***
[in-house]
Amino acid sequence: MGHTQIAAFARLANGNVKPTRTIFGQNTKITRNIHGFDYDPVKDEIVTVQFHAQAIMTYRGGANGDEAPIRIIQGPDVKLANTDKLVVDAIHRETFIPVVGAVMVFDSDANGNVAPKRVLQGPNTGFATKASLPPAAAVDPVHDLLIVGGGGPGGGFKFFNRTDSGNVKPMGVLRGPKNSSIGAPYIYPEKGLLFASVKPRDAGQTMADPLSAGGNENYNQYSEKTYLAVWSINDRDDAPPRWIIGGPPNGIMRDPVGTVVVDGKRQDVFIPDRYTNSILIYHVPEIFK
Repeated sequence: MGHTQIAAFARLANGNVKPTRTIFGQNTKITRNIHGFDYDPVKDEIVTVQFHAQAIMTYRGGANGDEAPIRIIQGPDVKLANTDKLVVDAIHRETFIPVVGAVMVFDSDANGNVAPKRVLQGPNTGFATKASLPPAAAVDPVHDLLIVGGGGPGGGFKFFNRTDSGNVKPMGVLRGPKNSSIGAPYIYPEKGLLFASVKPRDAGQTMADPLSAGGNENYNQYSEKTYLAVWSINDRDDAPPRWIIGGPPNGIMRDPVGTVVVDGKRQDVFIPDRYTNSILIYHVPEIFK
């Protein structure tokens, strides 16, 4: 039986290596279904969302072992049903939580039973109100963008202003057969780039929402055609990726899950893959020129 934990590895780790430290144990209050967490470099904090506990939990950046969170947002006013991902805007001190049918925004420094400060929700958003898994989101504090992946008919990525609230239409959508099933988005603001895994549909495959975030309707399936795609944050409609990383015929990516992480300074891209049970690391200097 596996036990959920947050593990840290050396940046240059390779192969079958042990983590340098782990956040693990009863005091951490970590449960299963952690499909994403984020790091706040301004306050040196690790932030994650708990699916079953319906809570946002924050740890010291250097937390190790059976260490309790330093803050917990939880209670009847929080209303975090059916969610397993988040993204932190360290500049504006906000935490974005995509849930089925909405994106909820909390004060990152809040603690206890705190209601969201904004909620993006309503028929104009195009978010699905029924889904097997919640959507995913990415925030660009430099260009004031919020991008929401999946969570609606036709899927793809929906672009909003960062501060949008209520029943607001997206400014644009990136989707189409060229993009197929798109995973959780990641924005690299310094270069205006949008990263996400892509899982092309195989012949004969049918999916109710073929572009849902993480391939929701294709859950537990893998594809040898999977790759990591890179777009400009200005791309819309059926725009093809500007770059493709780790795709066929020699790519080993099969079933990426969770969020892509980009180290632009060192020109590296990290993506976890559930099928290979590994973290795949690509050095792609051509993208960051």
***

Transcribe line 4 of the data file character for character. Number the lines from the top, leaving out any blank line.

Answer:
């Protein structure tokens, strides 16, 4: 039986290596279904969302072992049903939580039973109100963008202003057969780039929402055609990726899950893959020129 934990590895780790430290144990209050967490470099904090506990939990950046969170947002006013991902805007001190049918925004420094400060929700958003898994989101504090992946008919990525609230239409959508099933988005603001895994549909495959975030309707399936795609944050409609990383015929990516992480300074891209049970690391200097 596996036990959920947050593990840290050396940046240059390779192969079958042990983590340098782990956040693990009863005091951490970590449960299963952690499909994403984020790091706040301004306050040196690790932030994650708990699916079953319906809570946002924050740890010291250097937390190790059976260490309790330093803050917990939880209670009847929080209303975090059916969610397993988040993204932190360290500049504006906000935490974005995509849930089925909405994106909820909390004060990152809040603690206890705190209601969201904004909620993006309503028929104009195009978010699905029924889904097997919640959507995913990415925030660009430099260009004031919020991008929401999946969570609606036709899927793809929906672009909003960062501060949008209520029943607001997206400014644009990136989707189409060229993009197929798109995973959780990641924005690299310094270069205006949008990263996400892509899982092309195989012949004969049918999916109710073929572009849902993480391939929701294709859950537990893998594809040898999977790759990591890179777009400009200005791309819309059926725009093809500007770059493709780790795709066929020699790519080993099969079933990426969770969020892509980009180290632009060192020109590296990290993506976890559930099928290979590994973290795949690509050095792609051509993208960051």